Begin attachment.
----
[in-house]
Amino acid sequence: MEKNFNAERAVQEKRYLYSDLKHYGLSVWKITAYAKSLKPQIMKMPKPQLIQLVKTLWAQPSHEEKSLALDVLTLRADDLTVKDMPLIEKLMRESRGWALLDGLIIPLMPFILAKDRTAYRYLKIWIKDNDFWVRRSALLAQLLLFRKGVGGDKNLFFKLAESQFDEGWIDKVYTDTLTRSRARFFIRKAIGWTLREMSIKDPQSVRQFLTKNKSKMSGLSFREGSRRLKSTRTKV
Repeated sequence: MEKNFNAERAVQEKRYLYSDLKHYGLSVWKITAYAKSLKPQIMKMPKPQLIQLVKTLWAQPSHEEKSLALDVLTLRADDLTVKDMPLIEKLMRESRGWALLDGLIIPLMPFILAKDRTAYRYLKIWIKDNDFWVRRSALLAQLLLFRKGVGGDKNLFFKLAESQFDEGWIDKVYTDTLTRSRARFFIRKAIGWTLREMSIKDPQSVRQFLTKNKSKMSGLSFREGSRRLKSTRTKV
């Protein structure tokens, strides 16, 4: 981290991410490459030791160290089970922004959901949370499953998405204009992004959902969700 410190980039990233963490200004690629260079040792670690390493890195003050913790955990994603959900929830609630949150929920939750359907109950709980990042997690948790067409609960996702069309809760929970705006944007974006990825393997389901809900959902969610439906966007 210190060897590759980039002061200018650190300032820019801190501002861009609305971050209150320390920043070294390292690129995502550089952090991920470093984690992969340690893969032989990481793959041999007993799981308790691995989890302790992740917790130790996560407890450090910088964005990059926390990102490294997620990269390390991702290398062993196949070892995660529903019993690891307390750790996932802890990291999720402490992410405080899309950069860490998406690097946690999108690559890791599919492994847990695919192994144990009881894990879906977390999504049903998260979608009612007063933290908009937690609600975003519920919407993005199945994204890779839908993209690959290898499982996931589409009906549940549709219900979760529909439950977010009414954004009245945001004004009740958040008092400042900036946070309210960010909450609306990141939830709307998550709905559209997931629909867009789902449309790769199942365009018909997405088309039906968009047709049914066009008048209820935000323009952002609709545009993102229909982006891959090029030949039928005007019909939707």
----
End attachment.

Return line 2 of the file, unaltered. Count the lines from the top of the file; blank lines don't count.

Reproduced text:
Amino acid sequence: MEKNFNAERAVQEKRYLYSDLKHYGLSVWKITAYAKSLKPQIMKMPKPQLIQLVKTLWAQPSHEEKSLALDVLTLRADDLTVKDMPLIEKLMRESRGWALLDGLIIPLMPFILAKDRTAYRYLKIWIKDNDFWVRRSALLAQLLLFRKGVGGDKNLFFKLAESQFDEGWIDKVYTDTLTRSRARFFIRKAIGWTLREMSIKDPQSVRQFLTKNKSKMSGLSFREGSRRLKSTRTKV